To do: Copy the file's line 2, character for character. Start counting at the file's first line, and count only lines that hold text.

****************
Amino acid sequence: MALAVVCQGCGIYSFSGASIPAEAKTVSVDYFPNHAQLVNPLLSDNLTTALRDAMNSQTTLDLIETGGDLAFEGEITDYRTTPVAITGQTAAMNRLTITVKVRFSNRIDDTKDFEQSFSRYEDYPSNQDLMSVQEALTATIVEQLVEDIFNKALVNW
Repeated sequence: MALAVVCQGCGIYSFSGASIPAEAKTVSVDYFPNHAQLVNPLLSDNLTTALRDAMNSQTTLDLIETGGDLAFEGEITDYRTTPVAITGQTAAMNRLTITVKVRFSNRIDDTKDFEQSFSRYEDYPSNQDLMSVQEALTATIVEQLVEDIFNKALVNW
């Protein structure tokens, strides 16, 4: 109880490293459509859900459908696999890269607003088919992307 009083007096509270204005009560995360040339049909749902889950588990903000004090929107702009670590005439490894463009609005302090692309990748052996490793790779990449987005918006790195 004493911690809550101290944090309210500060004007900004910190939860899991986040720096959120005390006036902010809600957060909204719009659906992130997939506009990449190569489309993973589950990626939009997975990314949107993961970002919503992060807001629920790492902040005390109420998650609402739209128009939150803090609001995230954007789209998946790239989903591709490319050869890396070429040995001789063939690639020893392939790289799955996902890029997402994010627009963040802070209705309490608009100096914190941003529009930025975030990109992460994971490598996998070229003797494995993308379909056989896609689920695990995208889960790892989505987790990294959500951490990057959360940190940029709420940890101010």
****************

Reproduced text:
Repeated sequence: MALAVVCQGCGIYSFSGASIPAEAKTVSVDYFPNHAQLVNPLLSDNLTTALRDAMNSQTTLDLIETGGDLAFEGEITDYRTTPVAITGQTAAMNRLTITVKVRFSNRIDDTKDFEQSFSRYEDYPSNQDLMSVQEALTATIVEQLVEDIFNKALVNW